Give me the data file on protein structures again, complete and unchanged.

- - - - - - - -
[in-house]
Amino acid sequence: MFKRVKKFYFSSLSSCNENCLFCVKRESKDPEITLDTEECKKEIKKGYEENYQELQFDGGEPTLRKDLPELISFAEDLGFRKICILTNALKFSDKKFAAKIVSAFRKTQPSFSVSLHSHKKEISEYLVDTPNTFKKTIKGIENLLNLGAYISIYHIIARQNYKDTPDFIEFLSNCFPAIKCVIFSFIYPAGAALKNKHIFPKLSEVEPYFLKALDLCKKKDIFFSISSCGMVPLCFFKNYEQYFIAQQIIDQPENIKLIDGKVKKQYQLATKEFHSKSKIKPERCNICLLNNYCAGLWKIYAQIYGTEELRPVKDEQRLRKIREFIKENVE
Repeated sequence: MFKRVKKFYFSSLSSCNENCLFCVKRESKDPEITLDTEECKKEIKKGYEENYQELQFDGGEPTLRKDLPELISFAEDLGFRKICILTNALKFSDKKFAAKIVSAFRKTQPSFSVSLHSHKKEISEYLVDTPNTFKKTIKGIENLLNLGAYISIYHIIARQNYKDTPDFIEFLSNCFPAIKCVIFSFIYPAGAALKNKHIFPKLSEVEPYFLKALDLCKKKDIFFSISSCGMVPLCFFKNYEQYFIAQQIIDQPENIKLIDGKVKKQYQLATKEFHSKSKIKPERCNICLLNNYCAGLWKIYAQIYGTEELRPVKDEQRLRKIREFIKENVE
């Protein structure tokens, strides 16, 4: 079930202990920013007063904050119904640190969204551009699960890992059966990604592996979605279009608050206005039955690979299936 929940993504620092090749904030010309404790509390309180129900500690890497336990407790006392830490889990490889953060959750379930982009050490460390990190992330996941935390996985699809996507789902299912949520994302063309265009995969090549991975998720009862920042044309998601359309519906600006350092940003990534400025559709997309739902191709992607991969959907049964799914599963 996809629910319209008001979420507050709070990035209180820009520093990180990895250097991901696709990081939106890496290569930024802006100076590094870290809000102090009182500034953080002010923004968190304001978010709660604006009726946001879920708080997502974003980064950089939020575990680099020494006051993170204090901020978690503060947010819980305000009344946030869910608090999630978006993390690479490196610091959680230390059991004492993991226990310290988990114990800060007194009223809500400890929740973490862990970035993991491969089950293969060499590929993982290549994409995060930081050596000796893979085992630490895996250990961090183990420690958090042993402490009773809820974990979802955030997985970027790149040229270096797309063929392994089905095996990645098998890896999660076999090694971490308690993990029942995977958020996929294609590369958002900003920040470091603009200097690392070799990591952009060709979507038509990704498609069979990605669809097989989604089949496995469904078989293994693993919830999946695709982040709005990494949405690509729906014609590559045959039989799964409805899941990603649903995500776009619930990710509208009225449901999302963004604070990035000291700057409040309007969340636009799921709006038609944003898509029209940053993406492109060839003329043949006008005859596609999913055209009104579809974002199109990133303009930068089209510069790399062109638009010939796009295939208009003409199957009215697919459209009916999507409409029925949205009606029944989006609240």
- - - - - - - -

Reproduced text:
[in-house]
Amino acid sequence: MFKRVKKFYFSSLSSCNENCLFCVKRESKDPEITLDTEECKKEIKKGYEENYQELQFDGGEPTLRKDLPELISFAEDLGFRKICILTNALKFSDKKFAAKIVSAFRKTQPSFSVSLHSHKKEISEYLVDTPNTFKKTIKGIENLLNLGAYISIYHIIARQNYKDTPDFIEFLSNCFPAIKCVIFSFIYPAGAALKNKHIFPKLSEVEPYFLKALDLCKKKDIFFSISSCGMVPLCFFKNYEQYFIAQQIIDQPENIKLIDGKVKKQYQLATKEFHSKSKIKPERCNICLLNNYCAGLWKIYAQIYGTEELRPVKDEQRLRKIREFIKENVE
Repeated sequence: MFKRVKKFYFSSLSSCNENCLFCVKRESKDPEITLDTEECKKEIKKGYEENYQELQFDGGEPTLRKDLPELISFAEDLGFRKICILTNALKFSDKKFAAKIVSAFRKTQPSFSVSLHSHKKEISEYLVDTPNTFKKTIKGIENLLNLGAYISIYHIIARQNYKDTPDFIEFLSNCFPAIKCVIFSFIYPAGAALKNKHIFPKLSEVEPYFLKALDLCKKKDIFFSISSCGMVPLCFFKNYEQYFIAQQIIDQPENIKLIDGKVKKQYQLATKEFHSKSKIKPERCNICLLNNYCAGLWKIYAQIYGTEELRPVKDEQRLRKIREFIKENVE
């Protein structure tokens, strides 16, 4: 079930202990920013007063904050119904640190969204551009699960890992059966990604592996979605279009608050206005039955690979299936 929940993504620092090749904030010309404790509390309180129900500690890497336990407790006392830490889990490889953060959750379930982009050490460390990190992330996941935390996985699809996507789902299912949520994302063309265009995969090549991975998720009862920042044309998601359309519906600006350092940003990534400025559709997309739902191709992607991969959907049964799914599963 996809629910319209008001979420507050709070990035209180820009520093990180990895250097991901696709990081939106890496290569930024802006100076590094870290809000102090009182500034953080002010923004968190304001978010709660604006009726946001879920708080997502974003980064950089939020575990680099020494006051993170204090901020978690503060947010819980305000009344946030869910608090999630978006993390690479490196610091959680230390059991004492993991226990310290988990114990800060007194009223809500400890929740973490862990970035993991491969089950293969060499590929993982290549994409995060930081050596000796893979085992630490895996250990961090183990420690958090042993402490009773809820974990979802955030997985970027790149040229270096797309063929392994089905095996990645098998890896999660076999090694971490308690993990029942995977958020996929294609590369958002900003920040470091603009200097690392070799990591952009060709979507038509990704498609069979990605669809097989989604089949496995469904078989293994693993919830999946695709982040709005990494949405690509729906014609590559045959039989799964409805899941990603649903995500776009619930990710509208009225449901999302963004604070990035000291700057409040309007969340636009799921709006038609944003898509029209940053993406492109060839003329043949006008005859596609999913055209009104579809974002199109990133303009930068089209510069790399062109638009010939796009295939208009003409199957009215697919459209009916999507409409029925949205009606029944989006609240």